- As fast food chains face lawsuits related to PFAS in packaging, and numerous states prepare to enact related packaging bans, restaurant franchisors should consider proactively changing their foodware offerings, attorneys recommended during an Aug. 10 webinar from legal services firm Lathrop GPM.
- Franchisors must closely monitor upcoming changes to state regulations, which could dictate how they source or purchase items like cups, takeout containers and other food serviceware — and what kinds of products eventually end up in disposal sites, they said.
- Ten states have passed laws banning intentionally-added PFAS in packaging, with New York’s law taking effect at the end of the year. With more such laws expected to pass in the next few years, experts suggested finding PFAS-free packaging alternatives, even if businesses are complying with current state and local regulations related to per- and polyfluoroalkyl substances.
Those in the waste, organics, recycling and landfill industry have long advocated for manufacturers and businesses to phase out PFAS-containing items to stem the flow of such material into disposal sites. The tactic is seen as a preventive measure that could reduce overall costs of treating PFAS down the road.
Ally Cunningham, a partner at Lathrop GPM who focuses on PFAS and other environmental litigation, said the general public is becoming more informed and aware about the possible health impacts of PFAS and are asking more and more for PFAS-free alternatives.
In response, some companies, such as McDonald’s and Burger King, have announced voluntary phaseouts of PFAS in packaging by 2025. Recently, Starbucks announced it would eliminate PFAS in its U.S. packaging by the end of the year.
However, both McDonald’s and Burger King, along with fast casual Mediterranean chain Cava, are the subject of lawsuits after a recent report from Consumer Reports found significant levels of PFAS in the chains’ packaging. The lawsuits allege false advertising and deceptive business practices, and Cunningham expects that additional restaurants could become part of the “significant flurry” of litigation.
These lawsuits are aimed at the corporate level, meaning smaller, individual eateries may not have to brace for the same type of litigation, added Craig Miller, a Lathrop partner who specializes in franchise litigation. However, franchises may start actively reducing or eliminating PFAS in packaging to mitigate the risk of future legal trouble, even if the restaurants are currently following all local and federal regulations, he said.
Miller suggested talking to suppliers, manufacturers and distributors to determine what’s in existing packaging, then reviewing any related supply contracts to see if changes need to be made. Restaurants may be able to identify alternatives for some types of packaging.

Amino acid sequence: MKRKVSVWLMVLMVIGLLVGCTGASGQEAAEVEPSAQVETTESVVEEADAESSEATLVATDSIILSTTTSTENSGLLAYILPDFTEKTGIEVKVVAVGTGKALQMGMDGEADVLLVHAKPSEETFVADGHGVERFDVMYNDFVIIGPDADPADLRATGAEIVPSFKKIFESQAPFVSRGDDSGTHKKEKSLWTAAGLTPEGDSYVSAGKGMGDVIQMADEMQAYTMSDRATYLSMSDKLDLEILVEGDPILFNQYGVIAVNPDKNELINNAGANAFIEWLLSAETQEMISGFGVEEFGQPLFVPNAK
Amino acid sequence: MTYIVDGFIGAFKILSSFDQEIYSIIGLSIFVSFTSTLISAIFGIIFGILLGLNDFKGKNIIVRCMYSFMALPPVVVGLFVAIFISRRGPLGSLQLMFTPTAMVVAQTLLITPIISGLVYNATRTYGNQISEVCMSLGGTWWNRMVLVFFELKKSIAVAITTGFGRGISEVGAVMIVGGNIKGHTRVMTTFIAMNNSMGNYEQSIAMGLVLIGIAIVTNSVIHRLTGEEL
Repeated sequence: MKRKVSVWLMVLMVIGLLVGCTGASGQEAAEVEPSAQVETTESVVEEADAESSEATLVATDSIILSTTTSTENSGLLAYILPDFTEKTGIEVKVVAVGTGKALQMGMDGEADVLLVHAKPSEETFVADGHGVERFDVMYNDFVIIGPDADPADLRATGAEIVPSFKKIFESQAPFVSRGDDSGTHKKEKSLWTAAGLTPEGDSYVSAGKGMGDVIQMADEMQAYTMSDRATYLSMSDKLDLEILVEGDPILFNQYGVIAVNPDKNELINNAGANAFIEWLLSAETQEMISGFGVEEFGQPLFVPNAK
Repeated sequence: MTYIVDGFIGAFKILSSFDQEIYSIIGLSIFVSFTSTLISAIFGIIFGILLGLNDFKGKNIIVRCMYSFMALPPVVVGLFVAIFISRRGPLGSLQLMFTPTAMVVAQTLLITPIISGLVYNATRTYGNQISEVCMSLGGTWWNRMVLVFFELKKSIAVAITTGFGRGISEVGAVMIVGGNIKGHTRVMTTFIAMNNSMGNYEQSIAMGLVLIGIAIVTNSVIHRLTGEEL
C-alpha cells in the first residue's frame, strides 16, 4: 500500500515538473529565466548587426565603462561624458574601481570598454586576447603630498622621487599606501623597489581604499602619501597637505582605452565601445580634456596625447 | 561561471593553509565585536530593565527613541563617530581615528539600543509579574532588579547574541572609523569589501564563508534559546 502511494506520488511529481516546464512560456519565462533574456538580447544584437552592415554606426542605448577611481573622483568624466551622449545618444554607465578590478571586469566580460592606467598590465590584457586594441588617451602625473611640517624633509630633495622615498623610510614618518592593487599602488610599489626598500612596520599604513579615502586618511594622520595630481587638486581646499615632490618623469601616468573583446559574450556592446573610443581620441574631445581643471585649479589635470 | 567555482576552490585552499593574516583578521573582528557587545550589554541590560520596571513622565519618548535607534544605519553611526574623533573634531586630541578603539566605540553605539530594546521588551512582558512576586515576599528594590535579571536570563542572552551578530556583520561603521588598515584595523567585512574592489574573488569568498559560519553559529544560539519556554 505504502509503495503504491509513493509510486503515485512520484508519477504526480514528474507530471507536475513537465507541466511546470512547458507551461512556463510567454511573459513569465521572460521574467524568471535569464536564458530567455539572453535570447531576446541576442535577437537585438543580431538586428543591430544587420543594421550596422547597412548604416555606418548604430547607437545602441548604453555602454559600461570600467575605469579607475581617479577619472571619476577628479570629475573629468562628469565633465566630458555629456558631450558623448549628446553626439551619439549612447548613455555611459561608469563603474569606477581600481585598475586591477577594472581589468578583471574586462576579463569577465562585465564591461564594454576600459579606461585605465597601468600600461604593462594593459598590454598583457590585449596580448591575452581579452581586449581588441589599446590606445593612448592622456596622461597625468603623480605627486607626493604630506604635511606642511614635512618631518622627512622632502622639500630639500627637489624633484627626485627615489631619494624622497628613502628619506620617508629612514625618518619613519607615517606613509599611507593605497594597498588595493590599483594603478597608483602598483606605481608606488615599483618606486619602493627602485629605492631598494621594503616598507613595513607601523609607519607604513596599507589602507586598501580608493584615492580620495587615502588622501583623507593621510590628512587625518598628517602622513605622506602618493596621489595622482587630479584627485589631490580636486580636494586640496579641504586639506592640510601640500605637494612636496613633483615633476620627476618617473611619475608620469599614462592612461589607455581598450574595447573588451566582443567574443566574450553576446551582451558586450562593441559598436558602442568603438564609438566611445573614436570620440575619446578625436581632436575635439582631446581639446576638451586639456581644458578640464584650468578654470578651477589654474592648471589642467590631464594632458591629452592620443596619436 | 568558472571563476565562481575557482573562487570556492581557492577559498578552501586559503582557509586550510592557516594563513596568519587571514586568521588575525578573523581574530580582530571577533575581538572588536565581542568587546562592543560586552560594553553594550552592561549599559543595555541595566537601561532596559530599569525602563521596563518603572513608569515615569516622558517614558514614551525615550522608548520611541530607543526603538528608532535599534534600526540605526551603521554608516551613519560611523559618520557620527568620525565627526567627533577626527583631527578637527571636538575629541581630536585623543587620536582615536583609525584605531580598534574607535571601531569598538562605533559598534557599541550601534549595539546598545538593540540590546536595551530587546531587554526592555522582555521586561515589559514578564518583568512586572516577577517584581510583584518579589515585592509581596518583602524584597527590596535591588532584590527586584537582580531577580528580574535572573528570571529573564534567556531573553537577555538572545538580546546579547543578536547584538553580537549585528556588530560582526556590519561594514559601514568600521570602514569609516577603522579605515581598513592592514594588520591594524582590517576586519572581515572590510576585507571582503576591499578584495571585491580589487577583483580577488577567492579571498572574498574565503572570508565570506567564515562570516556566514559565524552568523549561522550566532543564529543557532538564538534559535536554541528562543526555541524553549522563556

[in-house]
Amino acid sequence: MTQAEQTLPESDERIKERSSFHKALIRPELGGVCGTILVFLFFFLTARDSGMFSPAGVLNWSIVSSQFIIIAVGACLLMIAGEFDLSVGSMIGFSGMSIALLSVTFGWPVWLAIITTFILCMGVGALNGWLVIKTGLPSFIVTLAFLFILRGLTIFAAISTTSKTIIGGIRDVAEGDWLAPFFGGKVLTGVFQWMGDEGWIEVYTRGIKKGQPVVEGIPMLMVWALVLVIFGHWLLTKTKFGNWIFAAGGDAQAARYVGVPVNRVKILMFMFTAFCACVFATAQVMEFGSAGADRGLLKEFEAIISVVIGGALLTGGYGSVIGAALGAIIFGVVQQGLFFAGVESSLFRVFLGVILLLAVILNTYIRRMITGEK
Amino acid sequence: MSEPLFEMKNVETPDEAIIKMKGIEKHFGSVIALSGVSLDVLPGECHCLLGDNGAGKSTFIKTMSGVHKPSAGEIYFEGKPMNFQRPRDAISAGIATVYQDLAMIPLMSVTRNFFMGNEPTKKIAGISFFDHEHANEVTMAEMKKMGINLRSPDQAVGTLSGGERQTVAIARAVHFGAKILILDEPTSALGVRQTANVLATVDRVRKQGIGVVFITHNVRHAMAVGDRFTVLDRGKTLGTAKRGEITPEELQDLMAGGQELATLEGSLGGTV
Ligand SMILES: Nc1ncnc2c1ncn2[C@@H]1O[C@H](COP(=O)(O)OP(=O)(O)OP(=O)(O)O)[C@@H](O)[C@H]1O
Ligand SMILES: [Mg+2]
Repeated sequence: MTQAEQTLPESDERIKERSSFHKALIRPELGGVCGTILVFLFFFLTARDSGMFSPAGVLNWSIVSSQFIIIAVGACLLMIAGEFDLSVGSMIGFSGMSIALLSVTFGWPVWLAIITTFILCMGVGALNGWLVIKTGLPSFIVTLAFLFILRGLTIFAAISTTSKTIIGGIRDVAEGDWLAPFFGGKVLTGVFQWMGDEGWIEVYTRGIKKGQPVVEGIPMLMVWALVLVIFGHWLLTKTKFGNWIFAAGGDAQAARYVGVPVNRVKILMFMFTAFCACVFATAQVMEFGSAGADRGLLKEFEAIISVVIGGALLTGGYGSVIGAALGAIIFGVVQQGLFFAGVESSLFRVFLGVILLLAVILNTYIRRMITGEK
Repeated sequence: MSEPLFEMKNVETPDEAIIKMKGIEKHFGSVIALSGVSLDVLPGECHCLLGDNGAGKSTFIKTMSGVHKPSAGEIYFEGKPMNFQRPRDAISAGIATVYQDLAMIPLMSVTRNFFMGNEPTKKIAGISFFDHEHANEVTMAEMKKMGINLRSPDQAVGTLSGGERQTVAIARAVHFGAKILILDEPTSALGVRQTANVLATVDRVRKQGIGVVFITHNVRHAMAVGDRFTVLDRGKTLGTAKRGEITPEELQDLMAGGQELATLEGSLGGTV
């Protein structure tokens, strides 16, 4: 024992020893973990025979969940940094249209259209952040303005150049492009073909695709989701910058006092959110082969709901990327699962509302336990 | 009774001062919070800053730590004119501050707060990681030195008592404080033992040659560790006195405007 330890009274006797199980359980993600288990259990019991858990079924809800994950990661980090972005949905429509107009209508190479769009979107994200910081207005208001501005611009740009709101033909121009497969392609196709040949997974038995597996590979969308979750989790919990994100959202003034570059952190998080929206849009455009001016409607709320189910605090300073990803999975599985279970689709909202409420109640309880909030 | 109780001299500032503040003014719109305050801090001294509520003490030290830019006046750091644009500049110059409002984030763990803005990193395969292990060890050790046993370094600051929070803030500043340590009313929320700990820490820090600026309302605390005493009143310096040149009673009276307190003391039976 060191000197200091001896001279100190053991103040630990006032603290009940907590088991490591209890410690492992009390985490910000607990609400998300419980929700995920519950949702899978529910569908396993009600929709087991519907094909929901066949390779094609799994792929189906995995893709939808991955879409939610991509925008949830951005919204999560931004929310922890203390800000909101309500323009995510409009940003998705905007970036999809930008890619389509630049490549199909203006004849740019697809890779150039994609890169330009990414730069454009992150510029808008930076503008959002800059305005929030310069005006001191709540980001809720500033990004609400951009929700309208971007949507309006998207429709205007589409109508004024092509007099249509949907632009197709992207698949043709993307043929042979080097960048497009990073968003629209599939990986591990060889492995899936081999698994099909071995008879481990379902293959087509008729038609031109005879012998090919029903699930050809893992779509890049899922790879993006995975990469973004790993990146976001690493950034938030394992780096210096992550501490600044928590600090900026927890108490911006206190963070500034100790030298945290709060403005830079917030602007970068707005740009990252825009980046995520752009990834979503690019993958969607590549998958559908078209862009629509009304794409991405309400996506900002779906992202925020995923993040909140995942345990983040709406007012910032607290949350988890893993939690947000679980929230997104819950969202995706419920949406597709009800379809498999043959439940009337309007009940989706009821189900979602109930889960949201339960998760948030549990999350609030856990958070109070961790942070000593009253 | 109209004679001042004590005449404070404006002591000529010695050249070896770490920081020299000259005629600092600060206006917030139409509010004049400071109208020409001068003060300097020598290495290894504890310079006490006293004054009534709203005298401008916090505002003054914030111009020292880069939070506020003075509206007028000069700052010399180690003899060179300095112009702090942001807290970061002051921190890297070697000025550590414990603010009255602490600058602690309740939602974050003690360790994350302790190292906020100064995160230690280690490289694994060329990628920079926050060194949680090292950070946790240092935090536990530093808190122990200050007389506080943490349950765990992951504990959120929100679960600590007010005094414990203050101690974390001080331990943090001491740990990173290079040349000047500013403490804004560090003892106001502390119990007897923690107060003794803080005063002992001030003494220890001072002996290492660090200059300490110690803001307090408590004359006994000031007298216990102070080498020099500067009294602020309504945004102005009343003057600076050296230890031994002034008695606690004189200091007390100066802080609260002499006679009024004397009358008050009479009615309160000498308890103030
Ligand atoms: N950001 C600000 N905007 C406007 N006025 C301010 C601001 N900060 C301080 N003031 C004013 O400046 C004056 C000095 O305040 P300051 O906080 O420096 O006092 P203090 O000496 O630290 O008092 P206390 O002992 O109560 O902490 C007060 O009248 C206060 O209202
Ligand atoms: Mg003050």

Another major reason for restaurants to reexamine food packaging is a wave of upcoming state legislation, said Matt Walker, a Lathrop associate focused on environmental regulations. Several state and local governments have passed laws to phase PFAS out of consumer goods and food packaging, with New York’s law scheduled to take effect by the end of the year. California, Connecticut, Hawaii and Vermont are set to enact their bans in 2023. Colorado, Maryland and Minnesota will follow in 2024. Washington and Maine are in the process of identifying PFAS-free packaging alternatives and will set the ban timelines based on state findings. Washington will start by banning five types of packaging starting in May 2024.
At the federal level, the Keep Food Containers Safe From PFAS Act aims to ban intentionally-added PFAS in food packaging nationwide by 2024. In June, the bill was included as an amendment to the FDA Safety and Landmark Advancements Act. The bill recently cleared the Senate Health, Education, Labor, and Pensions committee.
More states are anticipated to pass similar laws in the future, Cunningham said. “Even if you aren’t going to be sued, there's a wave of regulations coming where you may not be able to use these PFAS-containing products in any event,” she said.
Along with anticipated packaging bans, PFAS regulatory activity is likely from the U.S. EPA, which is expected to designate certain PFAS as hazardous substances and set drinking water standards for certain PFAS sometime next year. Waste facility operators consider these key decisions for determining how to measure, manage or dispose of PFAS-containing items in the future.